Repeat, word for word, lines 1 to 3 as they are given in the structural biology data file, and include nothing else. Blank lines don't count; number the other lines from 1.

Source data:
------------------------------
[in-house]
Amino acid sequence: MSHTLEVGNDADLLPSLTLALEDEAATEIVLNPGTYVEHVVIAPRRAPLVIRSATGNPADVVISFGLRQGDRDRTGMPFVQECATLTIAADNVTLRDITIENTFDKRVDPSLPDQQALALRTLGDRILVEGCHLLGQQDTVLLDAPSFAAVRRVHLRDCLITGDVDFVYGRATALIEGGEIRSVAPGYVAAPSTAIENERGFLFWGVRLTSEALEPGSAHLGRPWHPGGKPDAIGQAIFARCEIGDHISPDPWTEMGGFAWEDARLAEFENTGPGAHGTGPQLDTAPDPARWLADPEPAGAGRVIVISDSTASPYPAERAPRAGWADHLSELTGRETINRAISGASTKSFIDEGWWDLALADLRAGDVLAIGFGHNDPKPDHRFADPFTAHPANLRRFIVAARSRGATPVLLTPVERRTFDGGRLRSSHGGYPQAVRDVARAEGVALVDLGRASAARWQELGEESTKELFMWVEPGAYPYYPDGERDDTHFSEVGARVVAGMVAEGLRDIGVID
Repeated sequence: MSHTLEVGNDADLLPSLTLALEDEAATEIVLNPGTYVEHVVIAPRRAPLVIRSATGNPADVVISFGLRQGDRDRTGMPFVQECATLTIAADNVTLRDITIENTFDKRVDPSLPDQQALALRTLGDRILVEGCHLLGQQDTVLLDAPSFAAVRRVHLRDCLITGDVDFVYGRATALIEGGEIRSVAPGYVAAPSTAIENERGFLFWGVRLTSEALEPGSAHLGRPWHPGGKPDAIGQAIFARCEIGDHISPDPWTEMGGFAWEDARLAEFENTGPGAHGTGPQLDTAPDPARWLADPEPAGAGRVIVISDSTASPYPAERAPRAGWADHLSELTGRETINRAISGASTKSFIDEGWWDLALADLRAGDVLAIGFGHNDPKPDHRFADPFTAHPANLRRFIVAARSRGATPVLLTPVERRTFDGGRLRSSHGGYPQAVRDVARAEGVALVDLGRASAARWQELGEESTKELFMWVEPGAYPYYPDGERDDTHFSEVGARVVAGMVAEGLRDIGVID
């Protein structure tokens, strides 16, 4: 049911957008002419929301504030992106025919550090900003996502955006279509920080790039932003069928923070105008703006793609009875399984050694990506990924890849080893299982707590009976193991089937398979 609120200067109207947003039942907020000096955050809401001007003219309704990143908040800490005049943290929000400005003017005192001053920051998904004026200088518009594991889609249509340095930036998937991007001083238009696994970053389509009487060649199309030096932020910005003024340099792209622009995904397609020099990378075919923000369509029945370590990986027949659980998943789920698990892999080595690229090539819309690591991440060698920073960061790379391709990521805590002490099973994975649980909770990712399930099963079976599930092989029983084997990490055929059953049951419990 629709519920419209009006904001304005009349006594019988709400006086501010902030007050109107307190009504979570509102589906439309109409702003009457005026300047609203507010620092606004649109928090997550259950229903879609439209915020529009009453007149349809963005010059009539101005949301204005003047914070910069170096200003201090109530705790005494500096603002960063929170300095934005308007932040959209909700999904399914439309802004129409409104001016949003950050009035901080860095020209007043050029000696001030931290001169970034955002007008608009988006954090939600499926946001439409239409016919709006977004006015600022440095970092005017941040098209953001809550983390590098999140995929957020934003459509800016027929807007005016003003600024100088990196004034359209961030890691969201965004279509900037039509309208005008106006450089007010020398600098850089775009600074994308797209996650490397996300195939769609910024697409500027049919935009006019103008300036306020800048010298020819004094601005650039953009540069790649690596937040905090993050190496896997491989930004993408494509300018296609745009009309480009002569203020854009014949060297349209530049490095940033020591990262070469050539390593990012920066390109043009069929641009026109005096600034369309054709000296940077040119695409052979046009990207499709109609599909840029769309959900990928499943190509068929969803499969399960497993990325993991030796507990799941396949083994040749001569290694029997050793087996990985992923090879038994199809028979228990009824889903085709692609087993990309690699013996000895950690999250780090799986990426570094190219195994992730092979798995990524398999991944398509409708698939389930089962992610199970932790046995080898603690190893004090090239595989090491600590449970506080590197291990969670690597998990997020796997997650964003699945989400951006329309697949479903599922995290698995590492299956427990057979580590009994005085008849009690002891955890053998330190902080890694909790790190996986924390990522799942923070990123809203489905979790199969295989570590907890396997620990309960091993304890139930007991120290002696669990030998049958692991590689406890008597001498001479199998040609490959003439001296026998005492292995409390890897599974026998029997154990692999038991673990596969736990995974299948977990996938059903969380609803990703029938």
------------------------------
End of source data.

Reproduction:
[in-house]
Amino acid sequence: MSHTLEVGNDADLLPSLTLALEDEAATEIVLNPGTYVEHVVIAPRRAPLVIRSATGNPADVVISFGLRQGDRDRTGMPFVQECATLTIAADNVTLRDITIENTFDKRVDPSLPDQQALALRTLGDRILVEGCHLLGQQDTVLLDAPSFAAVRRVHLRDCLITGDVDFVYGRATALIEGGEIRSVAPGYVAAPSTAIENERGFLFWGVRLTSEALEPGSAHLGRPWHPGGKPDAIGQAIFARCEIGDHISPDPWTEMGGFAWEDARLAEFENTGPGAHGTGPQLDTAPDPARWLADPEPAGAGRVIVISDSTASPYPAERAPRAGWADHLSELTGRETINRAISGASTKSFIDEGWWDLALADLRAGDVLAIGFGHNDPKPDHRFADPFTAHPANLRRFIVAARSRGATPVLLTPVERRTFDGGRLRSSHGGYPQAVRDVARAEGVALVDLGRASAARWQELGEESTKELFMWVEPGAYPYYPDGERDDTHFSEVGARVVAGMVAEGLRDIGVID
Repeated sequence: MSHTLEVGNDADLLPSLTLALEDEAATEIVLNPGTYVEHVVIAPRRAPLVIRSATGNPADVVISFGLRQGDRDRTGMPFVQECATLTIAADNVTLRDITIENTFDKRVDPSLPDQQALALRTLGDRILVEGCHLLGQQDTVLLDAPSFAAVRRVHLRDCLITGDVDFVYGRATALIEGGEIRSVAPGYVAAPSTAIENERGFLFWGVRLTSEALEPGSAHLGRPWHPGGKPDAIGQAIFARCEIGDHISPDPWTEMGGFAWEDARLAEFENTGPGAHGTGPQLDTAPDPARWLADPEPAGAGRVIVISDSTASPYPAERAPRAGWADHLSELTGRETINRAISGASTKSFIDEGWWDLALADLRAGDVLAIGFGHNDPKPDHRFADPFTAHPANLRRFIVAARSRGATPVLLTPVERRTFDGGRLRSSHGGYPQAVRDVARAEGVALVDLGRASAARWQELGEESTKELFMWVEPGAYPYYPDGERDDTHFSEVGARVVAGMVAEGLRDIGVID